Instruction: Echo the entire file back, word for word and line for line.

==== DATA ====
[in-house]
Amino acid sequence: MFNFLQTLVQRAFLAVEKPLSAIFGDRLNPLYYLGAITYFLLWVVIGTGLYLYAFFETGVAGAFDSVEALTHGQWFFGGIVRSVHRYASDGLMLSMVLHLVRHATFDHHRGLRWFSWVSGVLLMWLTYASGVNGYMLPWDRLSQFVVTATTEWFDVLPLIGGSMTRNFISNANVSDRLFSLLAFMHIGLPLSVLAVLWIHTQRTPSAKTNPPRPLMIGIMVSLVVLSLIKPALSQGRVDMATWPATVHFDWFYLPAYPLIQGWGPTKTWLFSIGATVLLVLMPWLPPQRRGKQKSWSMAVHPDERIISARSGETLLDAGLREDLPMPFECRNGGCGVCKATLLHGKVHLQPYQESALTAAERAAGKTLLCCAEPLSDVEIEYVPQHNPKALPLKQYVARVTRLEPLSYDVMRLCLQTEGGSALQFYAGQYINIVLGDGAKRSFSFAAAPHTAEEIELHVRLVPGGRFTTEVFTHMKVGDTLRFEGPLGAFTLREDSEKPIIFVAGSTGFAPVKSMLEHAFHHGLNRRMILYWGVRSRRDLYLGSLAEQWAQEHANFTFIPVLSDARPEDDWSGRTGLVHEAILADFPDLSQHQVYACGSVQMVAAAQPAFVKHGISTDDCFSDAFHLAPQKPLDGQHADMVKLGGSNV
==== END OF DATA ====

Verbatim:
[in-house]
Amino acid sequence: MFNFLQTLVQRAFLAVEKPLSAIFGDRLNPLYYLGAITYFLLWVVIGTGLYLYAFFETGVAGAFDSVEALTHGQWFFGGIVRSVHRYASDGLMLSMVLHLVRHATFDHHRGLRWFSWVSGVLLMWLTYASGVNGYMLPWDRLSQFVVTATTEWFDVLPLIGGSMTRNFISNANVSDRLFSLLAFMHIGLPLSVLAVLWIHTQRTPSAKTNPPRPLMIGIMVSLVVLSLIKPALSQGRVDMATWPATVHFDWFYLPAYPLIQGWGPTKTWLFSIGATVLLVLMPWLPPQRRGKQKSWSMAVHPDERIISARSGETLLDAGLREDLPMPFECRNGGCGVCKATLLHGKVHLQPYQESALTAAERAAGKTLLCCAEPLSDVEIEYVPQHNPKALPLKQYVARVTRLEPLSYDVMRLCLQTEGGSALQFYAGQYINIVLGDGAKRSFSFAAAPHTAEEIELHVRLVPGGRFTTEVFTHMKVGDTLRFEGPLGAFTLREDSEKPIIFVAGSTGFAPVKSMLEHAFHHGLNRRMILYWGVRSRRDLYLGSLAEQWAQEHANFTFIPVLSDARPEDDWSGRTGLVHEAILADFPDLSQHQVYACGSVQMVAAAQPAFVKHGISTDDCFSDAFHLAPQKPLDGQHADMVKLGGSNV